Learn Basic Equine Massage Techniques To Help Your Horse

Learn basic equine massage techniques and the theory behind equine massage
The Basic Principles of Equine Massage/Muscle Therapy is book for those who want to learn to help their horse with basic massage techniques. The first part of the book explains massage theory and equine anatomy in an easy to understand format. The next section of the book is a pictorial of Mike Scott working on a horse. Mike shows which technique to use, placement of hands and gives an idea of how much pressure to apply. The book ends with sections on stretching your horse and proper saddle fitting. Though the book is geared to beginners, professional equine massage therapist will glean knowledge and tips. This is a good book for beginners and a great reference book for the experienced equine bodyworker.


Anatomy Study: Origin, Insertion, Action and Innervation Trapezius Muscle of the Horse:

  • Origin: The supraspinous ligament,from the 3rd to the 10th thoracic vertebra.
  • Insertion:  The tubercle of the spine of the scapula.
  • Action: Acting as a whole, to elevate the shoulder; the cervical portion
    draws the scapula forward and upward and the thoracic portion draws it backward
    and upward.
  • Innervation: Spinal accessory nerve (cranial nerve XI)

 



 

Jan 272013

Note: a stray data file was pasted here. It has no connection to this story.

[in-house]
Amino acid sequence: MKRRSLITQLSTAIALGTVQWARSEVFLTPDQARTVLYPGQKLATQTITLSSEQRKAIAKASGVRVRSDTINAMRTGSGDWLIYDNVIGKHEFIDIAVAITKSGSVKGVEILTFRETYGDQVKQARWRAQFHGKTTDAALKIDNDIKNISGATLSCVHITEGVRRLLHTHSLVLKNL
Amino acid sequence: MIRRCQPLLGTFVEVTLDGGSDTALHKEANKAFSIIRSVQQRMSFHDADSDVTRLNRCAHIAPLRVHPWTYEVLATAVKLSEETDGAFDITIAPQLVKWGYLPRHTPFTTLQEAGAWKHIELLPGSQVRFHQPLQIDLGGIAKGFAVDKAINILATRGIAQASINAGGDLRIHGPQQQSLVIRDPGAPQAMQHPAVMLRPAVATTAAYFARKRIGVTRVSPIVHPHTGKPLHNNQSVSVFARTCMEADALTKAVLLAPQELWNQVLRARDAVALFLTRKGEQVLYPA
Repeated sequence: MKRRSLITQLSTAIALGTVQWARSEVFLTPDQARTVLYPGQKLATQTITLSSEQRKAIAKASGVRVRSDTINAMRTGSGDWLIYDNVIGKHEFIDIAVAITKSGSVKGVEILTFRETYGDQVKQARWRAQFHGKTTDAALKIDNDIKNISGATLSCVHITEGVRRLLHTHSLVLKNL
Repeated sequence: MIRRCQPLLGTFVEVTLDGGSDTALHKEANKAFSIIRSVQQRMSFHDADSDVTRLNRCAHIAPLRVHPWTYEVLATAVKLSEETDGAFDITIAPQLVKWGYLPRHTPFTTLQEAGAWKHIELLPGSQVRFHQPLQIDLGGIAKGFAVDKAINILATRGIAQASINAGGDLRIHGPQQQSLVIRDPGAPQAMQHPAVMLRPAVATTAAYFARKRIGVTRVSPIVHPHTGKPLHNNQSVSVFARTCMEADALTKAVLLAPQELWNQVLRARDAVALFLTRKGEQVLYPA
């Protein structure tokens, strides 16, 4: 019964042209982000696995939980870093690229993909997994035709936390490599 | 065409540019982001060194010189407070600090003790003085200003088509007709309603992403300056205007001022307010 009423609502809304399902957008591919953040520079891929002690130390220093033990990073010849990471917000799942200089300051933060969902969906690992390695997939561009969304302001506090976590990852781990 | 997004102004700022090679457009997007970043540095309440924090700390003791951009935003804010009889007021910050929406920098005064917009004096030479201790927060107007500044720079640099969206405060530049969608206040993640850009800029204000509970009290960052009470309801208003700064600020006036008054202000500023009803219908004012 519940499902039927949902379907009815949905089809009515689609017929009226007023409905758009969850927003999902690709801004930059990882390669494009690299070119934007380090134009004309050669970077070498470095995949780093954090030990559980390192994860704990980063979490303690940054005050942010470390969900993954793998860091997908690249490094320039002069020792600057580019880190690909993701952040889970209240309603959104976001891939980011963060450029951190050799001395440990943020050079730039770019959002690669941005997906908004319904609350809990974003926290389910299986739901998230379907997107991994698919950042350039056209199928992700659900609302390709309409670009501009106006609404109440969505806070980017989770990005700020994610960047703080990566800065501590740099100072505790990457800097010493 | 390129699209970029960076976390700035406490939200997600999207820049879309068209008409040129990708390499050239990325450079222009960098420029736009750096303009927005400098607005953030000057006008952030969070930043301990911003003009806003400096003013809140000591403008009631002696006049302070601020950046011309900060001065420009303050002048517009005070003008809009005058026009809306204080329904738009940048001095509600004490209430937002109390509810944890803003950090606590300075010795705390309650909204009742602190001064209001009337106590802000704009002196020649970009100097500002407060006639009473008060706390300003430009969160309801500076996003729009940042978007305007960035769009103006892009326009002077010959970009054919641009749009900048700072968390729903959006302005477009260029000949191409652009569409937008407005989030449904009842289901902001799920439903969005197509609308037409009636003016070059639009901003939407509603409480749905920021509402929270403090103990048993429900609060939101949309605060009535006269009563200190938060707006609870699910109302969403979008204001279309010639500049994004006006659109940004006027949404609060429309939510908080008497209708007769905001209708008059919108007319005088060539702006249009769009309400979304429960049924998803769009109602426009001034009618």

The rhomboid muscles of the horse attach the cervical neck vertebrae and the thoracic upper back vertebrae to the shoulder blade.

Pain in the rhomboid muscles will make a horse react when the girth is tightened.

What signs and symptoms does a horse exhibit when experiencing rhomboid muscle dysfunction?

  • Horse will react when girth is tightened
  • Soreness in the withers area
  • Soreness along the top of the neck
  • Shortened stride
  • Problems picking up or changing leads
  • Loss of power in the front leg

Where are the rhomboid muscles located?

  • The rhomboids attach the neck (cervical) and mid back (thoracic) vertebrae to the shoulder blade (scapula)

What movements are attributed to the rhomboid muscles?

  • Raises the shoulder blade (scapula)
  • Moves the shoulder blade (scapula) forward
  • Raises the neck (elevation)

Activities that cause rhomboid muscle pain and symptoms in the horse:

  • Excessive rein pulling by the rider
  • Landing after a jump
  • Gaited horses will often exhaust these muscles
  • Race Horses stress the rhomboids when leaving the gate
  • Saddles that fit poorly
  • Riders who drop down in the saddle
  • Riders who bounce up and down on the horse’s back


How Can Equine Massage Therapy Help With Rhomboid Symptoms?

Massage therapy can help with rhomboid muscle pain and symptoms by releasing stress points that along the length of the muscle. The muscle is then worked to relieve additional tension. Gentle stretching of the shoulder and front legs muscles will encourage the rhomboids to return to their normal state.


Recommended Books About Horse Anatomy

Learn Equine Anatomy